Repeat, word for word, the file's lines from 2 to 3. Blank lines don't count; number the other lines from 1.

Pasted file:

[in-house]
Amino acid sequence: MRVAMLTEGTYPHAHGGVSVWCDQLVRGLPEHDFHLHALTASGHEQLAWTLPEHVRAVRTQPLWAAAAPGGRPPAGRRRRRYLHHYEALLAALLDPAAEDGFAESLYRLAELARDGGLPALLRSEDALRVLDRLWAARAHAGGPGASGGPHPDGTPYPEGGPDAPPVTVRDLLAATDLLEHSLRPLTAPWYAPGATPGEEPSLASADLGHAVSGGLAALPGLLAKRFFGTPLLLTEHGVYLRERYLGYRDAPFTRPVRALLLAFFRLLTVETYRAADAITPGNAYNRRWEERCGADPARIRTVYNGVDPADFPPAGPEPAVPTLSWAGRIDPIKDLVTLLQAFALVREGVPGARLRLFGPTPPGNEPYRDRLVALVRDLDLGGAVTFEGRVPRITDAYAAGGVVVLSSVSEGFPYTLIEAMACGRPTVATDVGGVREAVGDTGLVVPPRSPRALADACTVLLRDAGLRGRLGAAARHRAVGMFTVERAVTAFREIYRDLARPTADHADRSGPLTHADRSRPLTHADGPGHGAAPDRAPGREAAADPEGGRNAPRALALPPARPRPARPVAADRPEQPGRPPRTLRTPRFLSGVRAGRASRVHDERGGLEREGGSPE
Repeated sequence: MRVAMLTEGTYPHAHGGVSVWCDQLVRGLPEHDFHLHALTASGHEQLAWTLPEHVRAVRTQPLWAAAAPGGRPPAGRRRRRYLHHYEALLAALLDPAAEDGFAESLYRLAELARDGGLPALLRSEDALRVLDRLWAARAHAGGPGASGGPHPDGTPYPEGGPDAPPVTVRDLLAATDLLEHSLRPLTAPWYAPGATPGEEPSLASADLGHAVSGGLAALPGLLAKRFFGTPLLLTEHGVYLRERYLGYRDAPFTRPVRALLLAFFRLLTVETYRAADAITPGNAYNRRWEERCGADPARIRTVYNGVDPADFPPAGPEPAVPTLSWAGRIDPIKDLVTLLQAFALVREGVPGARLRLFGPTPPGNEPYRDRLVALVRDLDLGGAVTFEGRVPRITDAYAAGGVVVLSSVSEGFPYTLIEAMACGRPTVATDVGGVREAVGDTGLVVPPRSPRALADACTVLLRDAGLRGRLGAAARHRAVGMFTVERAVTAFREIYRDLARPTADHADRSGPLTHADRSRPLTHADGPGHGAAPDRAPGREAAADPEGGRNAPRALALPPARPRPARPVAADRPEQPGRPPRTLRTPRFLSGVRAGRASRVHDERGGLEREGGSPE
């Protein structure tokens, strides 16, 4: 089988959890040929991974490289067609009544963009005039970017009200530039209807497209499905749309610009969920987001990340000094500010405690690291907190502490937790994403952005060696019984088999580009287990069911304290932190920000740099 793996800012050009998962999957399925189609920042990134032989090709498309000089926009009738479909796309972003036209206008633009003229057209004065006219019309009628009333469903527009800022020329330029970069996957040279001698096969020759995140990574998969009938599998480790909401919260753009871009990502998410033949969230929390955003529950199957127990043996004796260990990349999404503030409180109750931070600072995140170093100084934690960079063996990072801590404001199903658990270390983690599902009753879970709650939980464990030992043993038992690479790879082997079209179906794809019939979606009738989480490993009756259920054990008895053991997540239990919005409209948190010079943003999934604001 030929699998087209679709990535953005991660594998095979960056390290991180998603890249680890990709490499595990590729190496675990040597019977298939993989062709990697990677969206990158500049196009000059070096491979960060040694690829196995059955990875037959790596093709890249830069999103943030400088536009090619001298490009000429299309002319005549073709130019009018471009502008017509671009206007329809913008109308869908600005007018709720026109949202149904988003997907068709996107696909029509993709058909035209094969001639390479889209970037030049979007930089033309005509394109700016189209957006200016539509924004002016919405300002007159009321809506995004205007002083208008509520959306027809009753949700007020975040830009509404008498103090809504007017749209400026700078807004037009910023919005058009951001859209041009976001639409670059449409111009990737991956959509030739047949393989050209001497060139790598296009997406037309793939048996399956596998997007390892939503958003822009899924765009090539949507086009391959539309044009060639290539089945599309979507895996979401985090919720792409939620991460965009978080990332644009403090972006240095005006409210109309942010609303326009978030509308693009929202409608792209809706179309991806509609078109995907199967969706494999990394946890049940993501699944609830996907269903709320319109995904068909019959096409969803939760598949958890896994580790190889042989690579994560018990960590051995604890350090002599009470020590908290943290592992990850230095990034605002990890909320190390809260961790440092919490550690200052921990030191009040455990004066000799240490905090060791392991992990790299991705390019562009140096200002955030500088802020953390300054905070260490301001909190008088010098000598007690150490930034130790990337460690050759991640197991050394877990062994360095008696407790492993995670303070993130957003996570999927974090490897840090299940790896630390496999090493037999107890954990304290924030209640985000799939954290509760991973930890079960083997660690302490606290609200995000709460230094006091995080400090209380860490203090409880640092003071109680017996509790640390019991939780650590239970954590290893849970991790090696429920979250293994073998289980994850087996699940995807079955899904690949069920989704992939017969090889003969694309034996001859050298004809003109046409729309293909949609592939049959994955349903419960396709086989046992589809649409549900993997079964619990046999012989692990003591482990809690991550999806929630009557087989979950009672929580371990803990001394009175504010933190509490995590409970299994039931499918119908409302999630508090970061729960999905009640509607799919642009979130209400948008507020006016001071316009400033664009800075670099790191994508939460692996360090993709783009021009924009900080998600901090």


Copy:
Amino acid sequence: MRVAMLTEGTYPHAHGGVSVWCDQLVRGLPEHDFHLHALTASGHEQLAWTLPEHVRAVRTQPLWAAAAPGGRPPAGRRRRRYLHHYEALLAALLDPAAEDGFAESLYRLAELARDGGLPALLRSEDALRVLDRLWAARAHAGGPGASGGPHPDGTPYPEGGPDAPPVTVRDLLAATDLLEHSLRPLTAPWYAPGATPGEEPSLASADLGHAVSGGLAALPGLLAKRFFGTPLLLTEHGVYLRERYLGYRDAPFTRPVRALLLAFFRLLTVETYRAADAITPGNAYNRRWEERCGADPARIRTVYNGVDPADFPPAGPEPAVPTLSWAGRIDPIKDLVTLLQAFALVREGVPGARLRLFGPTPPGNEPYRDRLVALVRDLDLGGAVTFEGRVPRITDAYAAGGVVVLSSVSEGFPYTLIEAMACGRPTVATDVGGVREAVGDTGLVVPPRSPRALADACTVLLRDAGLRGRLGAAARHRAVGMFTVERAVTAFREIYRDLARPTADHADRSGPLTHADRSRPLTHADGPGHGAAPDRAPGREAAADPEGGRNAPRALALPPARPRPARPVAADRPEQPGRPPRTLRTPRFLSGVRAGRASRVHDERGGLEREGGSPE
Repeated sequence: MRVAMLTEGTYPHAHGGVSVWCDQLVRGLPEHDFHLHALTASGHEQLAWTLPEHVRAVRTQPLWAAAAPGGRPPAGRRRRRYLHHYEALLAALLDPAAEDGFAESLYRLAELARDGGLPALLRSEDALRVLDRLWAARAHAGGPGASGGPHPDGTPYPEGGPDAPPVTVRDLLAATDLLEHSLRPLTAPWYAPGATPGEEPSLASADLGHAVSGGLAALPGLLAKRFFGTPLLLTEHGVYLRERYLGYRDAPFTRPVRALLLAFFRLLTVETYRAADAITPGNAYNRRWEERCGADPARIRTVYNGVDPADFPPAGPEPAVPTLSWAGRIDPIKDLVTLLQAFALVREGVPGARLRLFGPTPPGNEPYRDRLVALVRDLDLGGAVTFEGRVPRITDAYAAGGVVVLSSVSEGFPYTLIEAMACGRPTVATDVGGVREAVGDTGLVVPPRSPRALADACTVLLRDAGLRGRLGAAARHRAVGMFTVERAVTAFREIYRDLARPTADHADRSGPLTHADRSRPLTHADGPGHGAAPDRAPGREAAADPEGGRNAPRALALPPARPRPARPVAADRPEQPGRPPRTLRTPRFLSGVRAGRASRVHDERGGLEREGGSPE